Back at the beginning of June, District of Columbia Mayor Muriel Bowser took it upon herself to rename a public street “Black Lives Matter Plaza” and ordered those three words to be painted in huge yellow letters spanning two blocks of 16th Street NW. This was an obvious sop to the protesters and rioters who have been filling the streets of most major cities for quite some time now, as well as an opportunity to score a few quick headlines in her ongoing PR battle with Donald Trump. But in doing so, she also established a precedent of sorts. Public streets in the nation’s capital that are maintained using taxpayer funds were now apparently legitimate fora for the expression of political opinions.
Taking that signal to heart, Judicial Watch decided to get in on the action themselves. They sent in a request to paint another street in the same area with their own slogan. Strangely, despite multiple attempts to prompt a response from the Mayor, they were unable to obtain permission to do the same thing she had done. Seeing no other recourse, the group is now taking the Mayor to court to ensure their own right to free expression under the First Amendment. Let’s all break out the popcorn and see how this one plays out.
Judicial Watch announced today that it filed a civil rights lawsuit against DC Mayor Muriel Bowser and other officials for First Amendment violations over their refusal to allow Judicial Watch to paint the message “Because No One Is Above the Law!” on a DC street. (Judicial Watch. v. Muriel Bowser, et al. (No. 1:20-cv-01789)).
On June 5, 2020, after days of protests and riots in Washington, DC, led by the Black Lives Matter organization, Mayor Bowser authorized the painting of “Black Lives Matter” on 16th Street NW, and later authorized or allowed “Defund the Police” to be painted alongside it.
The group sent a letter requesting permission to paint “Because No One is Above the Law!” in the identical size and coloring of the “Black Lives Matter” painting on another DC street near its headquarters near Capitol Hill. Judicial Watch offered to pay for the cost of the painting and, citing the timely nature of the issue, asked for a response in three days.
Three days seems like a reasonable amount of time for such a simple request. But apparently it wasn’t, at least in the view of the Mayor’s office. In fact, more than three weeks went by and Judicial Watch still hadn’t received either authorization or a denial of their request. The reasons for the suit are clearly spelled out and seem fairly basic. The group is pointing out that the Mayor has obviously determined that the painting of expressive messages on city streets is a method of expression protected under the First Amendment. Bowser has failed to provide a persuasive answer (or any answer, really) as to why the group can’t paint a corresponding message on a different street. She’s also demonstrating obvious government favoritism of one message over another.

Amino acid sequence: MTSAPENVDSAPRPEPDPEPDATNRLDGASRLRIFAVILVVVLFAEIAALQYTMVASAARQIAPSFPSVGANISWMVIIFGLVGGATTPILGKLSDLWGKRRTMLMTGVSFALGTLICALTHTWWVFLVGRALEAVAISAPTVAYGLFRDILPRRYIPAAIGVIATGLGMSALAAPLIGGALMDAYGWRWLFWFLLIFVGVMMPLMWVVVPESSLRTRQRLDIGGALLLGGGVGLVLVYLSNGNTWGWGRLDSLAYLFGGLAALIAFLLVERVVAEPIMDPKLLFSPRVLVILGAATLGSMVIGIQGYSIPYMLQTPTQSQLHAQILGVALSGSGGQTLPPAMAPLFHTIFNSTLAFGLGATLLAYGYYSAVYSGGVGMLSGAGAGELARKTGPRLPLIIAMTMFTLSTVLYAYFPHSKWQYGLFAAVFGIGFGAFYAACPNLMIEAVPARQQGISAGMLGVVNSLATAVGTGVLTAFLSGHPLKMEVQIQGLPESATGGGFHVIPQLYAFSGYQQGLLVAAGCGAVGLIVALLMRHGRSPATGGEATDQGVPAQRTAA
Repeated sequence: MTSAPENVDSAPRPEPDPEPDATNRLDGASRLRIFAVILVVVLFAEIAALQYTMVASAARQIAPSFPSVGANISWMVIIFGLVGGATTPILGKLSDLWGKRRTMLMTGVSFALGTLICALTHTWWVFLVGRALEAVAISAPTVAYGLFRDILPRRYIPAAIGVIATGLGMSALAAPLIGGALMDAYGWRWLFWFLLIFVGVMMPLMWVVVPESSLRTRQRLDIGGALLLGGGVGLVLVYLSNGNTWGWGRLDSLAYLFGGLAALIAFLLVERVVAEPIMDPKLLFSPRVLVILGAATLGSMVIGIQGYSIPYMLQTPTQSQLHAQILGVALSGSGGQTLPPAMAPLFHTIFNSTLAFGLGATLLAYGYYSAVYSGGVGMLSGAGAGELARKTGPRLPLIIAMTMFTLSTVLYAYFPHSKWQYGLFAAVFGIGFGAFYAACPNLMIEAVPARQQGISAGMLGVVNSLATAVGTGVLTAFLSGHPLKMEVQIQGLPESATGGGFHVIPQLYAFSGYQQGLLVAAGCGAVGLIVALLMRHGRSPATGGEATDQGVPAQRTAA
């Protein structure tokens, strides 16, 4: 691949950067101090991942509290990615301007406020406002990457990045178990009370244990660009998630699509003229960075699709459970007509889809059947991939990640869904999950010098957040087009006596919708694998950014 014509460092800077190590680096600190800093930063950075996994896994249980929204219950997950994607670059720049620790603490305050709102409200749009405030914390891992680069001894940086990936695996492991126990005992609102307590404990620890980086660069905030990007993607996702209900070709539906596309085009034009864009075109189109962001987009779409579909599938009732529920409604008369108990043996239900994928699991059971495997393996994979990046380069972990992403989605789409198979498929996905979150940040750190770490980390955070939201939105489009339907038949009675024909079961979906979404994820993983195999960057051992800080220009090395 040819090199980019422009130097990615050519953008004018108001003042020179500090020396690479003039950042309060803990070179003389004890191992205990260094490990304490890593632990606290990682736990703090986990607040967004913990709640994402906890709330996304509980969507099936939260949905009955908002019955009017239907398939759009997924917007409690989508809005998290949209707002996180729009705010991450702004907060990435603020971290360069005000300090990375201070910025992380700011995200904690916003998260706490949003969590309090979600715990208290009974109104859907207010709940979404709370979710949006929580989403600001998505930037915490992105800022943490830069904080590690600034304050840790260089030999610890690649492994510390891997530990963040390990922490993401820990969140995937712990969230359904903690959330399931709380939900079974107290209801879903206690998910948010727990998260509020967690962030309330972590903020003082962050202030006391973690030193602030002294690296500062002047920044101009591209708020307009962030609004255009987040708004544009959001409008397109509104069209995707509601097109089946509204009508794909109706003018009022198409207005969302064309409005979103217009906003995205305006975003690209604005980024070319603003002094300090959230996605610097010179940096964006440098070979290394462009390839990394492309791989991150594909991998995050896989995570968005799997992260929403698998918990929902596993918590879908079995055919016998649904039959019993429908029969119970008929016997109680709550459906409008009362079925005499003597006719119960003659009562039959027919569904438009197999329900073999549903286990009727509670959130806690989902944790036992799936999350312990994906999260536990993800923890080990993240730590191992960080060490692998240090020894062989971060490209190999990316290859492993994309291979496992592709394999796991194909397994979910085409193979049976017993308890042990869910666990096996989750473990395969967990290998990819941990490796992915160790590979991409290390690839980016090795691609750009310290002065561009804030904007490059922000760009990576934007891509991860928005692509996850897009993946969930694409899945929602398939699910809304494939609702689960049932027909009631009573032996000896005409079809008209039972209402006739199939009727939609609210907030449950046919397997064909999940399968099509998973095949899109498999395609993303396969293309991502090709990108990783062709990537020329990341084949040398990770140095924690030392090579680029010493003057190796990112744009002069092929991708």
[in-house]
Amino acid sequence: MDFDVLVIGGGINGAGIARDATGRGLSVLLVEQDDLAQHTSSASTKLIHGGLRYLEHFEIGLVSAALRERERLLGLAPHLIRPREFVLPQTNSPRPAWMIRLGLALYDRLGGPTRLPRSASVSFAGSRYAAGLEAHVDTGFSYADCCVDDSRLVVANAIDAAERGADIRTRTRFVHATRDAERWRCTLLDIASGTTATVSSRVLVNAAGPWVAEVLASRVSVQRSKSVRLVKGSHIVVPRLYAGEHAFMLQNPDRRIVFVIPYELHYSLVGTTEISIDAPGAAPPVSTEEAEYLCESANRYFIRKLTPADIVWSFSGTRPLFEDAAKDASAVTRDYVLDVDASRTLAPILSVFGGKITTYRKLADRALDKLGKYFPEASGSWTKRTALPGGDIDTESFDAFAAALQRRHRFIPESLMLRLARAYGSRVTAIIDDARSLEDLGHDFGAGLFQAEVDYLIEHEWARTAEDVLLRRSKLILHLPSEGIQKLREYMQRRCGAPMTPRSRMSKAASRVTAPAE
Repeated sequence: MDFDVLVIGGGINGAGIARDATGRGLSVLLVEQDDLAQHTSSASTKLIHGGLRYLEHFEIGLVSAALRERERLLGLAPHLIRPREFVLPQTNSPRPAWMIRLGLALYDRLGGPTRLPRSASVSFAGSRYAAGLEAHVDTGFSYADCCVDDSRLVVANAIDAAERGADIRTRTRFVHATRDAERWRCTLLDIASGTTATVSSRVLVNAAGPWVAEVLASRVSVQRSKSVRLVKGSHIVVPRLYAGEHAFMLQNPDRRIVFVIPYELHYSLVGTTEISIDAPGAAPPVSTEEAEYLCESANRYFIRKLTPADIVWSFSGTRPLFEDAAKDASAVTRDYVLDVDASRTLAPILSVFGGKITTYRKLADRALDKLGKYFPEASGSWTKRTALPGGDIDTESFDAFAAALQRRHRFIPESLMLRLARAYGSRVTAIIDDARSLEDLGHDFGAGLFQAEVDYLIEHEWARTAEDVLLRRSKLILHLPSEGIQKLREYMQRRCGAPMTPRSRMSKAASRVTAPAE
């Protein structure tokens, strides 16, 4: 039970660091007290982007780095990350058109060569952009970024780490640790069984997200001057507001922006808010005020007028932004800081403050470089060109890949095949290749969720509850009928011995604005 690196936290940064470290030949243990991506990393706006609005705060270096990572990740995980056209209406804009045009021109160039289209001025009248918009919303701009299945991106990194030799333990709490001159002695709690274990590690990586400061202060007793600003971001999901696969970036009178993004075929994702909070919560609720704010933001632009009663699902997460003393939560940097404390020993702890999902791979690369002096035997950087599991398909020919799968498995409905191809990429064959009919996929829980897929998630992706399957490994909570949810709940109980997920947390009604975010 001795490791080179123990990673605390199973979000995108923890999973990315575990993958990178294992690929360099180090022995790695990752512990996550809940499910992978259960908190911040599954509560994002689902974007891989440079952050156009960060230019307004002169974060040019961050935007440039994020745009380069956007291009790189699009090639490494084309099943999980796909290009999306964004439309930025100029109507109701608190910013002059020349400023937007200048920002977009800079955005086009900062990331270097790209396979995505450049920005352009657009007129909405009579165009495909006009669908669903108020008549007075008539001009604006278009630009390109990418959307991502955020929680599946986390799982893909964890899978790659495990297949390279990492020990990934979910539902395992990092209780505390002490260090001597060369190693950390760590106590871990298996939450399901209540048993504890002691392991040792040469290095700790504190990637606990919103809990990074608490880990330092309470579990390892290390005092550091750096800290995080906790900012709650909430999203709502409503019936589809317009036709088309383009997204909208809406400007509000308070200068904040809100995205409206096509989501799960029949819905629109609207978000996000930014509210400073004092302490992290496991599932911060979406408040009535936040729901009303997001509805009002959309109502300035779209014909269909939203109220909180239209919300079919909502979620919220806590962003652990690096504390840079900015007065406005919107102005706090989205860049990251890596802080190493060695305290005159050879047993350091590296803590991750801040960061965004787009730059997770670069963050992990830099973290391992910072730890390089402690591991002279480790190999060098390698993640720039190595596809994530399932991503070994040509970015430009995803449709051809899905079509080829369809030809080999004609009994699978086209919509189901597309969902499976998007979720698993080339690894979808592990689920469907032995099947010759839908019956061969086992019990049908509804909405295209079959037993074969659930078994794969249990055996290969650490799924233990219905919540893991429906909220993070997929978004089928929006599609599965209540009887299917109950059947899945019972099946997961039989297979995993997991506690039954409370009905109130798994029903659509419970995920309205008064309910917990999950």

This process isn’t going to be confined to the District of Columbia. Never one to miss an opportunity to jump on the liberal bandwagon, New York City Mayor Bill de Blasio similarly announced this week that huge “Black Lives Matter” statements would be painted on streets in all five boroughs of Gotham. In response, Judicial Watch has already sent a letter to Hizzoner requesting permission to paint their motto on Fifth Avenue between 56th and 57th Streets. There’s been no word yet as to whether or not the Mayor will comply.
It’s tough to see how either city’s mayor would be able to raise an objection to the group’s motto based on the substance. They obviously feel that “Black Lives Matter” is a valid point of view. With that in mind, how could they oppose the phrase, “Because No One Is Above The Law?” It’s one of the most fundamental principles found in our Constitution.
As I mentioned at the top, both Bowser and de Blasio have painted themselves into this corner, if you’ll pardon the pun. Both of these actions were done via executive fiat rather than the normal legislative process. If either City Council had voted to make a special exception, renaming a street and granting authority for a specific message to be painted on that stretch of pavement, they wouldn’t have opened the door to this sort of activity. But they chose to do it via the phone and the pen, so now all of the asphalt in each city should be open game for nearly any message people want to put there. Of course, the mayors won’t see it that way. Let’s find out if a judge will.